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Toronto and SARS

Toronto has been the city hardest hit by SARS outside of Asia. Yesterday the WHO took a dramatic step, adding Toronto to its list of cities and regions for which it warns against all non-essential travel:

Hoping to slow the spread of SARS, the World Health Organization on Wednesday warned against "all but essential" travel to Toronto and parts of China, including the capital, Beijing -- a move immediately decried by one of Toronto's chief microbiologists as "ridiculous."

The statement from the WHO extends a previous warning that urged people not to travel to the Chinese province of Guangdong and to the Hong Kong Special Administrative Region.

"As a result of ongoing assessments as to the nature of outbreaks of severe acute respiratory syndrome (SARS) in Beijing and Shanxi province, China, and in Toronto, Canada, WHO is now recommending, as a measure of precaution, that persons planning to travel to these destinations consider postponing all but essential travel," the group said in a statement issued from Geneva.

The reaction of Toronto's health officials and city leaders was of outrage:

Anne McLellan, federal Health Minister, said Canada takes "very strong exception" to the decision.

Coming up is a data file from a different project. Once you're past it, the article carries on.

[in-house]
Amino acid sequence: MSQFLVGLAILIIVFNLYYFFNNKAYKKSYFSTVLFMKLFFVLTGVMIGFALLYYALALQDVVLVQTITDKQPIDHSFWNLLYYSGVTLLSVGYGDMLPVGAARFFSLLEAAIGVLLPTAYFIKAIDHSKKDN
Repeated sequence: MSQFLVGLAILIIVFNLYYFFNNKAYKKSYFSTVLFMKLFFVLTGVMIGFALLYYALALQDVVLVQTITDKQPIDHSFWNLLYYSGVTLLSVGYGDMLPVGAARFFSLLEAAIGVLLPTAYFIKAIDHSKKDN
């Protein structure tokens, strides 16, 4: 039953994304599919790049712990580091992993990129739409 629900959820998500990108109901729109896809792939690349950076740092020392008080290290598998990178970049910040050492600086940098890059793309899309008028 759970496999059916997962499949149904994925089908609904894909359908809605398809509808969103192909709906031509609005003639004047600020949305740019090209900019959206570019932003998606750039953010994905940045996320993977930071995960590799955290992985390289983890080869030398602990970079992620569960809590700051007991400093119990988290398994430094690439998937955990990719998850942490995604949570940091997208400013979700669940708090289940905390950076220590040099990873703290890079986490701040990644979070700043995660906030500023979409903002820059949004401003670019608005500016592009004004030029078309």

"I am just shaking my head here in disbelief," said Dr. Colin D'Cunha, Ontario's commissioner of public health.

"Our team is very disappointed with the WHO's warning. We believe this decision was made without consulting the province. We believe it is an over-reaction."

Others were harsher.

"It's a bunch of bulls---," said Dr. Donald Low, chief microbiologist at Toronto's Mount Sinai Hospital, who has been at the forefront of Canada's SARS battle. "The impact on the city -- you won't be able to take this mark off."

But while Toronto is angry at the WHO for their travel warning, one of Canada's own provincial leaders is considering doing the very same thing:

Alberta Premier Ralph Klein mused yesterday about whether he'd let his government's employees travel to Canada's largest city...

The Alberta Premier said yesterday that he had cancelled a trip to China because of SARS fears. All of his government's employees are now prohibited from travelling to China, Vietnam, Singapore, Hong Kong, Taiwan and Macao.

Mr. Klein said the province is also considering whether to impose a similar ban on travel to Toronto.

Personally, I think the reaction of Toronto officials puts them in danger of looking like Chinese officials a week or two ago: in denial about the true nature of the threat they face. A more considered response would be to say something like, "While we disagree with the WHO's assessment of the seriousness of the situation here, we will work with them over the next three weeks to continue the process of containing SARS in Toronto and demonstrating to the world that our city is safe for travelers."


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